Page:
Accentuate the Negative
We’re often told to ‘accentuate the positive’, great advice, but there might be some downsides, especially in the uncertain and volatile world that we live in today.
One very real downside is that just looking at the positive can stop us from seeing the totality of the real world that surrounds us which is an essential characteristic of creating a mindful or ‘high reliability organisation’ (HRO). Therefore, following this thinking, I’m going to accentuate the negative, with the sole purpose of presenting a positive platform for the innovation, resilience and mindfulness.
The 10 Reasons
So, as the title of this briefing suggests, here are my 10 reasons (and there are more!) why you should consider now, as part of your strategy process, the implications for your business of a financial downturn and the emergence of a very low or zero growth world.
#1: Resilience: The process of considering this type of future will help to build resilience and, in the world ahead, ‘resilience’ could be a far more important word that the word that has driven business thinking for as long as I can remember, and that is ‘growth’. A great first step in building resilience is the consideration of key business uncertainties. Consideration, of and answering, ‘What would do if?’ questions is far easier in the calm before the storm. Decision biases and rushed, flawed thinking abound in the heady days after a crisis breaks. Having a clear plan, even just a thought-through outline, could put you steps ahead of the completion if we hit a financial downturn and its aftermath.
#2: HRO Building: It starts a process of challenging received wisdom and assumptions, another essential step in the process of resilience building and the creation of an HRO organisation. After consideration of the impact of a zero growth world, you may wish to consider a broader future set of scenarios that embrace a wider range of key uncertainties that the business community faces right now, such as the scenarios you will find in my briefing here.
#3: Bandwidth: The prospect of both recession and a prolonged period of very slow growth is a real global concern that’s consuming an increasing amount of bandwidth or ‘conversation time’ in economic circles. Voices have been growing steadily since the publication of Robert Gordon’s and Larry Summers’ pivotal ideas. Additionally, the title of the IMF’s April 2016 World Economic Outlook report says it all, ‘Too Slow For Too Long’. Voices in the ‘bandwidth’ are now warning that without major changes in policy we are on the edge of another financial precipice.
#4: End of a World Order: It could herald then end of one world order and the beginning of another. This is particularly true if we look at recent ‘populist’ decisions and emerging scenarios for the West.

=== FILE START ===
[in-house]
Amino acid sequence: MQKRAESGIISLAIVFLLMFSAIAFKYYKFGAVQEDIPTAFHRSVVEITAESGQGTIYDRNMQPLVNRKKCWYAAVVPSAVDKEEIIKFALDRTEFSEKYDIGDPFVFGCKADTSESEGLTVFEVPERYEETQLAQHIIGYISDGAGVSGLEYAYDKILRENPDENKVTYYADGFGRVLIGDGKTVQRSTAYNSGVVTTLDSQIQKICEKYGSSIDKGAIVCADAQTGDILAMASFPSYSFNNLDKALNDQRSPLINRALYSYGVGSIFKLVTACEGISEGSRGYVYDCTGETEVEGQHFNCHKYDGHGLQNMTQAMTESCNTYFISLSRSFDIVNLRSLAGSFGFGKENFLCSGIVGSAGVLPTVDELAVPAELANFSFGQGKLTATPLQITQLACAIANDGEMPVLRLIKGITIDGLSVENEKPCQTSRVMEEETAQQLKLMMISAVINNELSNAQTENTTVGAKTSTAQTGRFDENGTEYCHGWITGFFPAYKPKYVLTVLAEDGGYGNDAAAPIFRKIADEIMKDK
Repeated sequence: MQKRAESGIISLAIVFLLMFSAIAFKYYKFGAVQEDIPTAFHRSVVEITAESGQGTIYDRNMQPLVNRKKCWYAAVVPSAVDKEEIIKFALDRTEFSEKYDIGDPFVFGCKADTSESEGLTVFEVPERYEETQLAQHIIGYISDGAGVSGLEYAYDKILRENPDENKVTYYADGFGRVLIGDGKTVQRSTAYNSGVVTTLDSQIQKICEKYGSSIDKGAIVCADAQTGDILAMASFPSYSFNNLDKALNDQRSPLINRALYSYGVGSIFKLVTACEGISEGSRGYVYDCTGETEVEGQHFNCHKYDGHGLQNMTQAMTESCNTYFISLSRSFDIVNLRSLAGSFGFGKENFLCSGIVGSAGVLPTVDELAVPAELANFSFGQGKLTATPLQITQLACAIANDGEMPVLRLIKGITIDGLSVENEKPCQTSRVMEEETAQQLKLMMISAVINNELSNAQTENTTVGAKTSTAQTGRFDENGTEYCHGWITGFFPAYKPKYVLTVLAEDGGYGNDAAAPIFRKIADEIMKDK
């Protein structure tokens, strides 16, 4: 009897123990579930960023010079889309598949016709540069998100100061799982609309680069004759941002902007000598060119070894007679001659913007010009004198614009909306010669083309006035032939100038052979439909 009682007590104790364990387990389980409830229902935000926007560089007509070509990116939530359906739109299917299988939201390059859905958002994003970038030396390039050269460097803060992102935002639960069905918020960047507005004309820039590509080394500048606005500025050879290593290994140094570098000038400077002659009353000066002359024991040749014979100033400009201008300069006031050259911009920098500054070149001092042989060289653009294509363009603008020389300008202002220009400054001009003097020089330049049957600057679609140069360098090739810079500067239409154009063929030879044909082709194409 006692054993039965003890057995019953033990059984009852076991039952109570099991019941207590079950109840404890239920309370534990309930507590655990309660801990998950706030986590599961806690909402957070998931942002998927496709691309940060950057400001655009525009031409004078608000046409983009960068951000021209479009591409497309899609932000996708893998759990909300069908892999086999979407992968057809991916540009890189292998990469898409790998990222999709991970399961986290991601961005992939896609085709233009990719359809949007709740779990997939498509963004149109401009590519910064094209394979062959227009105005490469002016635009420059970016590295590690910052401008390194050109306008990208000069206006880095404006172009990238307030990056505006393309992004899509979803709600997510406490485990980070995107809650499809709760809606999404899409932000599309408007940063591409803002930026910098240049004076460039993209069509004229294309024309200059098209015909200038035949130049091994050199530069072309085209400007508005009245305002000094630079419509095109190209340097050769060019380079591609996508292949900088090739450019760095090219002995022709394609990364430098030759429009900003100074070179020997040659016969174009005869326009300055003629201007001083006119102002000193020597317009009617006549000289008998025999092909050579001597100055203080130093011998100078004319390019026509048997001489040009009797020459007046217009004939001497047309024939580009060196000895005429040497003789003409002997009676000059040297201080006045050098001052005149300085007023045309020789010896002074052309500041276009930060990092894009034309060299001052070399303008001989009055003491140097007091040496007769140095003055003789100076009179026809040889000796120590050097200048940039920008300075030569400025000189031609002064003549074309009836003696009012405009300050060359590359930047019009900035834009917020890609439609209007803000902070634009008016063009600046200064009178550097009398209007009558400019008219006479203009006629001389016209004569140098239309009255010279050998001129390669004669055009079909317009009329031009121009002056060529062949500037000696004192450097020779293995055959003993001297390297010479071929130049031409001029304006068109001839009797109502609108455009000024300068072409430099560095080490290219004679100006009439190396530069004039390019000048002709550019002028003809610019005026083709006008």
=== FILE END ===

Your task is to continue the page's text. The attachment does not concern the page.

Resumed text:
#5: It’s Systemic: If you take a look, for example, at the World Economic Forum’s latest Global Risk Report, you can gather a clear view of the systemic implications of a financial downturn.
#6: New Assumptions: The systemic domino effect will undermine most, if not all, of the assumptions that most strategies are either consciously or subliminally based upon.
#7: The Old Recipes Won’t Work: This time it could well be for the long-term if thinkers such as Robert Gordon are right. A common approach to economic downturns is to freeze headcount and cut budgets, usually in sales, marketing and training and to ‘batten down the hatches’ until the storm passes. These approaches just won’t work; rather the danger is that these actions will create an organisation incapable of change and rapid adaptation.
#8: Behavioural Shifts: It could have a fundamental, long-term, potentially multi-generational impact on customers’ behaviours. The behavioural implications of the experiences of repeated economic shocks and downturns are one of the key points that underpin the secular stagnation and ‘hysteresis’ arguments.
#9: New Opportunities: Seismic shifts are great opportunities for innovation. A relevant example can be found in one of the pieces of research that really has stuck in my mind from the Great Recession, being the concept of ‘experiencism’ put forward by John Qulech. The idea is that in times of hardship we may well see a shift away from materialism and virtual interaction towards ‘experiencism’ or the value of experiences (as opposed to the possession of material goods) and face–to-face interaction.
#10: The Cultural Shift: The changes in processes, offerings and, more importantly, organisational culture that are needed to succeed in a zero growth world should not be under-estimated. Just take, for example, the reorientation of a new business hungry salesforce in a period of zero economic growth where the emphasis may well change from new client acquisition to client retention.
The main point of course is that bad news, the negative, if considered in a proactive manner, can have really positive outcomes from building a resilient leadership mind-set through to the development of frame-breaking new offerings ahead of the competition.